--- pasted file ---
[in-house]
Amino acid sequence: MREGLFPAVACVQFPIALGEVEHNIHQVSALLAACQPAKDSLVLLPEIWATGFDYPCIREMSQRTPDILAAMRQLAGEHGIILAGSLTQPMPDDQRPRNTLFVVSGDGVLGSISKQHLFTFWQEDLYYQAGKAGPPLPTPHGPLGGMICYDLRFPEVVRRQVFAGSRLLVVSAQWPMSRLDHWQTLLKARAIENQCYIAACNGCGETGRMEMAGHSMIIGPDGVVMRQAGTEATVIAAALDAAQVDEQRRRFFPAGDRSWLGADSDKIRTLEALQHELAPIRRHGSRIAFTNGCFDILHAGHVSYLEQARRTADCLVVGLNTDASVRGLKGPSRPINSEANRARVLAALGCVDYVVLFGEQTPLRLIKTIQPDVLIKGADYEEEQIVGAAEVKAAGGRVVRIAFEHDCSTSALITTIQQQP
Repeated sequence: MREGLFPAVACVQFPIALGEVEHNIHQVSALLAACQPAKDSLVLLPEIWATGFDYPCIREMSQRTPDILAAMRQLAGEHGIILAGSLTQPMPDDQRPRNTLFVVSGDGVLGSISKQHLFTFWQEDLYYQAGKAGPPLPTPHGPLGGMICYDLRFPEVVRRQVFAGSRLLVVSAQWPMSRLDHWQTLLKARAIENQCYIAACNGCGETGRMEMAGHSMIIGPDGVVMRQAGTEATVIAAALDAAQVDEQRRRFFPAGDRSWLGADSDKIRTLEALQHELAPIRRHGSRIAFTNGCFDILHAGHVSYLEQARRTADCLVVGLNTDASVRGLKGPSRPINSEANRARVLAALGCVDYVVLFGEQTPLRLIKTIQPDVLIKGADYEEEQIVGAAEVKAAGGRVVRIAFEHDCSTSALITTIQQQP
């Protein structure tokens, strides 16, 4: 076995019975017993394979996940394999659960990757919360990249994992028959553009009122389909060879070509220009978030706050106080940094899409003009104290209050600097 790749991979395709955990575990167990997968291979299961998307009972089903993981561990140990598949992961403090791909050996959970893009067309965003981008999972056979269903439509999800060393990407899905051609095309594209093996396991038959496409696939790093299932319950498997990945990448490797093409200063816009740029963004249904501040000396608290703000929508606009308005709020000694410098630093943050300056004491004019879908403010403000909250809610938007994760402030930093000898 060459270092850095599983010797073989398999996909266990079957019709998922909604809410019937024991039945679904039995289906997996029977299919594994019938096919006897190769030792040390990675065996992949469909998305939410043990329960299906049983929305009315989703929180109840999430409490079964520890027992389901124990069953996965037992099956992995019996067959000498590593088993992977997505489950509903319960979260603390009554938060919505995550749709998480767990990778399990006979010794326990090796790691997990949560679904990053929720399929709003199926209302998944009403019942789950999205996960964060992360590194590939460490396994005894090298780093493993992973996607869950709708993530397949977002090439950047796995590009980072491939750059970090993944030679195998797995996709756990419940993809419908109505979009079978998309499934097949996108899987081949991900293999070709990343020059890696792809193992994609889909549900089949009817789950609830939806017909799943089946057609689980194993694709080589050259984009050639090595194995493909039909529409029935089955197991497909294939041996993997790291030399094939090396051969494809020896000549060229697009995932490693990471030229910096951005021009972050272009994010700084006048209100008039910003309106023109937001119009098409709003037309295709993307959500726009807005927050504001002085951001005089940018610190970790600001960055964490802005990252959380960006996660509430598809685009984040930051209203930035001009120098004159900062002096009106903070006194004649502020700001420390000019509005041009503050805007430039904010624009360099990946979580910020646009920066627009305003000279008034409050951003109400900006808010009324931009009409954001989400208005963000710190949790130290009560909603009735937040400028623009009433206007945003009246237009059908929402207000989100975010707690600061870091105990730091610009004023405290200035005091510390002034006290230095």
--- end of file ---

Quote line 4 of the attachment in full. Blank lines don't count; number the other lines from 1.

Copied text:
């Protein structure tokens, strides 16, 4: 076995019975017993394979996940394999659960990757919360990249994992028959553009009122389909060879070509220009978030706050106080940094899409003009104290209050600097 790749991979395709955990575990167990997968291979299961998307009972089903993981561990140990598949992961403090791909050996959970893009067309965003981008999972056979269903439509999800060393990407899905051609095309594209093996396991038959496409696939790093299932319950498997990945990448490797093409200063816009740029963004249904501040000396608290703000929508606009308005709020000694410098630093943050300056004491004019879908403010403000909250809610938007994760402030930093000898 060459270092850095599983010797073989398999996909266990079957019709998922909604809410019937024991039945679904039995289906997996029977299919594994019938096919006897190769030792040390990675065996992949469909998305939410043990329960299906049983929305009315989703929180109840999430409490079964520890027992389901124990069953996965037992099956992995019996067959000498590593088993992977997505489950509903319960979260603390009554938060919505995550749709998480767990990778399990006979010794326990090796790691997990949560679904990053929720399929709003199926209302998944009403019942789950999205996960964060992360590194590939460490396994005894090298780093493993992973996607869950709708993530397949977002090439950047796995590009980072491939750059970090993944030679195998797995996709756990419940993809419908109505979009079978998309499934097949996108899987081949991900293999070709990343020059890696792809193992994609889909549900089949009817789950609830939806017909799943089946057609689980194993694709080589050259984009050639090595194995493909039909529409029935089955197991497909294939041996993997790291030399094939090396051969494809020896000549060229697009995932490693990471030229910096951005021009972050272009994010700084006048209100008039910003309106023109937001119009098409709003037309295709993307959500726009807005927050504001002085951001005089940018610190970790600001960055964490802005990252959380960006996660509430598809685009984040930051209203930035001009120098004159900062002096009106903070006194004649502020700001420390000019509005041009503050805007430039904010624009360099990946979580910020646009920066627009305003000279008034409050951003109400900006808010009324931009009409954001989400208005963000710190949790130290009560909603009735937040400028623009009433206007945003009246237009059908929402207000989100975010707690600061870091105990730091610009004023405290200035005091510390002034006290230095």